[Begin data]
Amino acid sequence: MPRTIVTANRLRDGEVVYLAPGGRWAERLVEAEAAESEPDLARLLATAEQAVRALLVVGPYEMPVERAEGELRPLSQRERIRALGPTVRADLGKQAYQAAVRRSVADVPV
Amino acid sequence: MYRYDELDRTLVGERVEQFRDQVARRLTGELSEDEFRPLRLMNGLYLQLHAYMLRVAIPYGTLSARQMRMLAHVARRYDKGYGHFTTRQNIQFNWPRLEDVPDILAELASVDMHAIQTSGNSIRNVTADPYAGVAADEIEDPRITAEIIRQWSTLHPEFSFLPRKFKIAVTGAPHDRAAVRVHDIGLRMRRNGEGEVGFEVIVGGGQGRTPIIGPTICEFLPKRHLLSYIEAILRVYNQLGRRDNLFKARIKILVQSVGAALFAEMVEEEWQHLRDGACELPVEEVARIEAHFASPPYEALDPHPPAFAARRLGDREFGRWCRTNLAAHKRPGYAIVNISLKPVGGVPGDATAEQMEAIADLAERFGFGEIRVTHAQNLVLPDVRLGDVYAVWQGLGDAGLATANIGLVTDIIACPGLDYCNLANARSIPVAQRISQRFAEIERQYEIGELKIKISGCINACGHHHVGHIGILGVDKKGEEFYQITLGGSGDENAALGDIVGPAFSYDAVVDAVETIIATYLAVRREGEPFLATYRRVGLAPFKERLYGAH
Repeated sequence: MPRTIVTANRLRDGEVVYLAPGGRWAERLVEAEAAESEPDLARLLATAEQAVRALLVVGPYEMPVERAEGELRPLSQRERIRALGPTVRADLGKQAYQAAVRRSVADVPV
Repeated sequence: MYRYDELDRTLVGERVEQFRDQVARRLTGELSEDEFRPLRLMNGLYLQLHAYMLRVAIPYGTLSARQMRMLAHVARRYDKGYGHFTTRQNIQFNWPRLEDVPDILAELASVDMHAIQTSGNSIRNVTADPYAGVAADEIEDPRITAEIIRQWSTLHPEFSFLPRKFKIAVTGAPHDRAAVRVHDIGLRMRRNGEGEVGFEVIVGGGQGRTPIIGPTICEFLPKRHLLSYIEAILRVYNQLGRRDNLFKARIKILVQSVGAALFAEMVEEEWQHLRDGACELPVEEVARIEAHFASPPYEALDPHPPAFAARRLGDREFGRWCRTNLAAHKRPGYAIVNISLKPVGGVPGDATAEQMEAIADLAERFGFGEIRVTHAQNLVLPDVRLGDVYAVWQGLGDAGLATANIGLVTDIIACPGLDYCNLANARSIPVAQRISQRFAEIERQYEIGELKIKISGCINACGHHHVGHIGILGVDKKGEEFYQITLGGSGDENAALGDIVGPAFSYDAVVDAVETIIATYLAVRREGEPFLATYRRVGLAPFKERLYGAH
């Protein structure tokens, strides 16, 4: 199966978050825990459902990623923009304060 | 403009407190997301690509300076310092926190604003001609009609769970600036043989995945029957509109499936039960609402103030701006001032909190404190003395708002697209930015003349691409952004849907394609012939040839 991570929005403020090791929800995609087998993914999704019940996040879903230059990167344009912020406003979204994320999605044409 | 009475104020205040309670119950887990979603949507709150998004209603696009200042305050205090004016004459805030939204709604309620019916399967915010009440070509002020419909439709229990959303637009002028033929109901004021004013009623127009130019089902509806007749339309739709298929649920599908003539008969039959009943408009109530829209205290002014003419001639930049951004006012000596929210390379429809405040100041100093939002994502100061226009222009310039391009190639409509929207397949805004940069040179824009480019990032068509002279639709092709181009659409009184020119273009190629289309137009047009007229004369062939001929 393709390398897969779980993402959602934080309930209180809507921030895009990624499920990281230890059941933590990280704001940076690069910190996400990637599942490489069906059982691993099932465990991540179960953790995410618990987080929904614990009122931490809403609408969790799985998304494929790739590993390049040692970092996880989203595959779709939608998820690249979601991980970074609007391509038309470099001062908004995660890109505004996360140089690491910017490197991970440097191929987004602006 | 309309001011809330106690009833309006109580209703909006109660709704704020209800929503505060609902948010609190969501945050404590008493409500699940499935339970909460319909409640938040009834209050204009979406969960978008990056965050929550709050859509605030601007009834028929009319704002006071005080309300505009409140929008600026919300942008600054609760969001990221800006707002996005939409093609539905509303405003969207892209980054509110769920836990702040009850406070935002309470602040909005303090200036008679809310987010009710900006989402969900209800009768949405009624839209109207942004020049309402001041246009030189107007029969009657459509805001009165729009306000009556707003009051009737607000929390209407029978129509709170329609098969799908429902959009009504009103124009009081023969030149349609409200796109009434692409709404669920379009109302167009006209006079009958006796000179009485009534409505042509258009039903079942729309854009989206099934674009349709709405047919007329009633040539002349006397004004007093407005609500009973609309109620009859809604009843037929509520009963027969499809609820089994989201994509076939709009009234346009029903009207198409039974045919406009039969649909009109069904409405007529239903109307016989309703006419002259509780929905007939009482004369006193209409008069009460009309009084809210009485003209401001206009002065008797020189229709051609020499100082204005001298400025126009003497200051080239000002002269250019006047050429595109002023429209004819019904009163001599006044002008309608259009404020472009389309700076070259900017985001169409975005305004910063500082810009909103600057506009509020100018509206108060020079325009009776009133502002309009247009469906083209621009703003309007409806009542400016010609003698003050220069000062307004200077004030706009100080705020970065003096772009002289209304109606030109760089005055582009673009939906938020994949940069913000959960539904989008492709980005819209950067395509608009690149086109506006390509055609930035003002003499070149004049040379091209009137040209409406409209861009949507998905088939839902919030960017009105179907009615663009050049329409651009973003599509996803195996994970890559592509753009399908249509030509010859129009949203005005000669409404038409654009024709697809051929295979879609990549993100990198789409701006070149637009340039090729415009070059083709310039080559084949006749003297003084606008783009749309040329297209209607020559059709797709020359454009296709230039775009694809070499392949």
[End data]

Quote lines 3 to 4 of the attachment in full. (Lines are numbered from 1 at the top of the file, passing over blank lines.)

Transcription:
Repeated sequence: MPRTIVTANRLRDGEVVYLAPGGRWAERLVEAEAAESEPDLARLLATAEQAVRALLVVGPYEMPVERAEGELRPLSQRERIRALGPTVRADLGKQAYQAAVRRSVADVPV
Repeated sequence: MYRYDELDRTLVGERVEQFRDQVARRLTGELSEDEFRPLRLMNGLYLQLHAYMLRVAIPYGTLSARQMRMLAHVARRYDKGYGHFTTRQNIQFNWPRLEDVPDILAELASVDMHAIQTSGNSIRNVTADPYAGVAADEIEDPRITAEIIRQWSTLHPEFSFLPRKFKIAVTGAPHDRAAVRVHDIGLRMRRNGEGEVGFEVIVGGGQGRTPIIGPTICEFLPKRHLLSYIEAILRVYNQLGRRDNLFKARIKILVQSVGAALFAEMVEEEWQHLRDGACELPVEEVARIEAHFASPPYEALDPHPPAFAARRLGDREFGRWCRTNLAAHKRPGYAIVNISLKPVGGVPGDATAEQMEAIADLAERFGFGEIRVTHAQNLVLPDVRLGDVYAVWQGLGDAGLATANIGLVTDIIACPGLDYCNLANARSIPVAQRISQRFAEIERQYEIGELKIKISGCINACGHHHVGHIGILGVDKKGEEFYQITLGGSGDENAALGDIVGPAFSYDAVVDAVETIIATYLAVRREGEPFLATYRRVGLAPFKERLYGAH